Welcome to Just Juniors

In September of 2008, my 7th daughter Samara was born 9 weeks early. 4 weeks later, she was diagnosed with Down Syndrome. My self-therapy in learning to fully embrace her diagnosis involved designing t-shirts that portrayed Down Syndrome in a positive light. It is from this that my business, designing disability awareness products, has grown.

Saturday, May 7, 2011

The comments people make

Have you ever wondered what goes through people's minds when they say the things they do about our special kids?

I have had several over the years. "Did the tests not show it?" What? Are you saying we would have been able to avoid being the parents of our beautiful daughter, who is sitting right here in front of you, if the tests had 'warned' us??

"I'm sure she has a mild form." No, actually she has it in every cell of her body. It is the most "extreme" form there is! Does that make you think any less of her? Cos I don't.

"I'm sorry." What for? Your comment? Better not to say it then!

"They are so loving/happy etc". Who are "they"? My family? Children under 5? Those of European descent? Oh, you mean her Down Syndrome? Whoops, missed that one!

Or, what about today's one? One of the most common ones I have had. One that inspired the following design (which I have yet to upload to Cafe Press). "I know someone who was told her baby would probably have Down Syndrome. They offered her a termination. But the baby was born perfect!" Ummmmm, MY baby is PERFECT! And are you implying that it's a good thing she didn't terminate JUST because the baby was perfect. Like it wouldn't have been such a tragedy if the baby HAD had Down Syndrome...

And this whole line of thinking led to this design as well! I won't be putting it on Cafe Press. It is more just an
expression of frustration at the fact that in Australia 98% of babies prenatally diagnosed with Down Syndrome are aborted.

Wanna be famous??

Ok, maybe not famous in the big name star way, but if you want a whole bunch of parents with children who have Down Syndrome to admire your little star who also happens to have Down Syndrome, then I have a great opportunity for you!

A friend of mine is collecting photos of children with an extra 21st chromosome to put on a montage she is compiling to go with this ---------->>>>> gorgeous song, that her mother in law wrote for her son, JJ.

Click on the play button in the right hand column to here the song.

If you have an angel you just HAVE to share with her, please contact her at
terakstacey@gmail.com and she will send you your own copy of the song, along with a model release form to complete and send back with a picture of your little darling!

The dreaded onset of winter

Time for something more personal....

Here in Australia, the days are getting shorter, and the nights are getting colder. Admittedly, not as cold as my native New Zealand. But cold enough to put the oil column heater on!

And with the winter come the colds and flus. And hospital visits. Anyone who's child has respiratory issues will know what I mean. For us, a regular cold means predimix, oxygen, sats monitors, nasal suctions, and sometimes IV's and adrenaline. And this year's cycle has begun!

4am Thursday morning saw us at the ER with a gasping 2 year old. After a few hours on oxygen and predimix, her sats were back to normal from the mid 80's where they had been sitting, and we were sent home to get some peace (the ward - if you could call it that) at the local hospital was being renovated and was VERY noisy!) before returning in the evening. Thursday night was spent trying to sleep at the hospital, where the childrens 'ward' (and I use the term very loosely - one room with 4 beds) was taken over by elderly men when the rest of the ward had filled up! So Samara and I were sharing a bed in a tiny room with no TV, and no door barrier to keep her in! Not a pleasant experience overall!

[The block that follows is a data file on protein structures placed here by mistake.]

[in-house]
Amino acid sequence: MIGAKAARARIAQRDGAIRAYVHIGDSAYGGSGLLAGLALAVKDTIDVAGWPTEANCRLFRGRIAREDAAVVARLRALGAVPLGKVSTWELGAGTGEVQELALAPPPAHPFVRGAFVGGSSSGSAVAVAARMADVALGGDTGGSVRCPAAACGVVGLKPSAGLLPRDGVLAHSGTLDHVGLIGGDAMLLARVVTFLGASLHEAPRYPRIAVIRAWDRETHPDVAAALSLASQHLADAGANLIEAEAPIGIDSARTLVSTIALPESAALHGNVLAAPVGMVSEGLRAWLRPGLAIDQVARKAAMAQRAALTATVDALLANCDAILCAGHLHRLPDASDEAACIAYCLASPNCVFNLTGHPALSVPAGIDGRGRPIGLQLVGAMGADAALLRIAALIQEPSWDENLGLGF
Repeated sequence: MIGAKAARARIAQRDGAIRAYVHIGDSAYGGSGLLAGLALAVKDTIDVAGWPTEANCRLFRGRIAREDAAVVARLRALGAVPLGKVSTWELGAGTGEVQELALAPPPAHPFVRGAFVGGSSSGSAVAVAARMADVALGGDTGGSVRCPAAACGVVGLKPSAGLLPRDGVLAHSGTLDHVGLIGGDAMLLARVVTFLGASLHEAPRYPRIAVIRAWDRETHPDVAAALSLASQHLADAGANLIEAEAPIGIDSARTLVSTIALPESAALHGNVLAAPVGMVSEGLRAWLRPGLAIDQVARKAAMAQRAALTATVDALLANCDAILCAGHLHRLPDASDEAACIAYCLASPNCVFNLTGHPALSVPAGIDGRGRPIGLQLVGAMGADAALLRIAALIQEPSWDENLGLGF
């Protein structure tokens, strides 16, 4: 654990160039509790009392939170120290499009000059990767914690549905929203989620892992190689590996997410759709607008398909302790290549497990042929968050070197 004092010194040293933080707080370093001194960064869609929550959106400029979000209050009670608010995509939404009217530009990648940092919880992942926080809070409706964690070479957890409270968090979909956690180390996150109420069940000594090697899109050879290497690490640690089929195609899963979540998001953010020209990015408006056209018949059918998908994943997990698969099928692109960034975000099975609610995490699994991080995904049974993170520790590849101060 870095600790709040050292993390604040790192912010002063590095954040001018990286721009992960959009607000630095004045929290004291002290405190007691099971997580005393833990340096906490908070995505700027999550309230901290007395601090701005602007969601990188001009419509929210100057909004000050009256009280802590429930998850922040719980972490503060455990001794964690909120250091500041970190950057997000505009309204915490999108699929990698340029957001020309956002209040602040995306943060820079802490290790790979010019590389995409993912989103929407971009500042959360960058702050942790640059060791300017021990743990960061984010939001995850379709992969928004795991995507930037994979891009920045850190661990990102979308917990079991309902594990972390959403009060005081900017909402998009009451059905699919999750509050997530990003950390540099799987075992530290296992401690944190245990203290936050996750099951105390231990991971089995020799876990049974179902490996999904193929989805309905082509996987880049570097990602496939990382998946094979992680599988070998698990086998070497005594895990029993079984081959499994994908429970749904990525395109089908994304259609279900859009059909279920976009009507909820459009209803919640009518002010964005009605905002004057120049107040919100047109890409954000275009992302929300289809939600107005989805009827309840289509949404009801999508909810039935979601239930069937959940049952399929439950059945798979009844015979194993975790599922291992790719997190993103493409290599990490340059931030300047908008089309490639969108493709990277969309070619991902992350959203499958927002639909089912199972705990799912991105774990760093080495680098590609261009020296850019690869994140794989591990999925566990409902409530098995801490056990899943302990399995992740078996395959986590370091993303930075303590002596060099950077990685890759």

Our local hospital is probably down there with the worst of the hospitals in Australia. In a town of 7,000 in Queensland's South West, we are miles away from anywhere, and the staff are well below par with those we dealt with when we were living in Brisbane. Rather than having her on constant sats monitoring, they just checked on her once every 2 hours. Not good enough for a child who has sleep apnea, and who I had to stay awake to nudge whenever she stopped breathing! I'll be kicking up more of a stink if she ends up back there, I can tell you!

Anyway, she came back home yesterday morning, but didn't have a good day or night. I have been up with her since 4 this morning, with her teetering between being well enough to stay home, and sick enough to be in hospital! If we had a better hospital, I probably would have taken her in, but really, at least at home we could monitor her constantly!!

Last night was her last dose of predimix, so tonight may be worse. We'll just have to wait and see.

And this is the down-side of Down Syndrome. The sickness, watching Samara literally punching herself in the head, and bang her head against the wall because she is frustrated at not being able to breathe. And then, dealing with a hospital that is not doing enough to help her.

I wouldn't change her for the world. But, oh, how I wish I could change this aspect of her extra chromosome.

What things do you find the hardest about your LO's disability? Is it the day to day care, the health struggles, dealing with the so-called professionals? I really want to learn what it is like for all special parents. It is so easy to get into our own little specialised worlds. To become experts on a particular condition. And to forget that others are struggling too. I would love to hear some of your stories. To expand my horizons, and open my mind to the lives of others, so please share in the comments, or let me know if you would like to guest blog your story.

In the Beginning

The very first Awareness design I made was this one......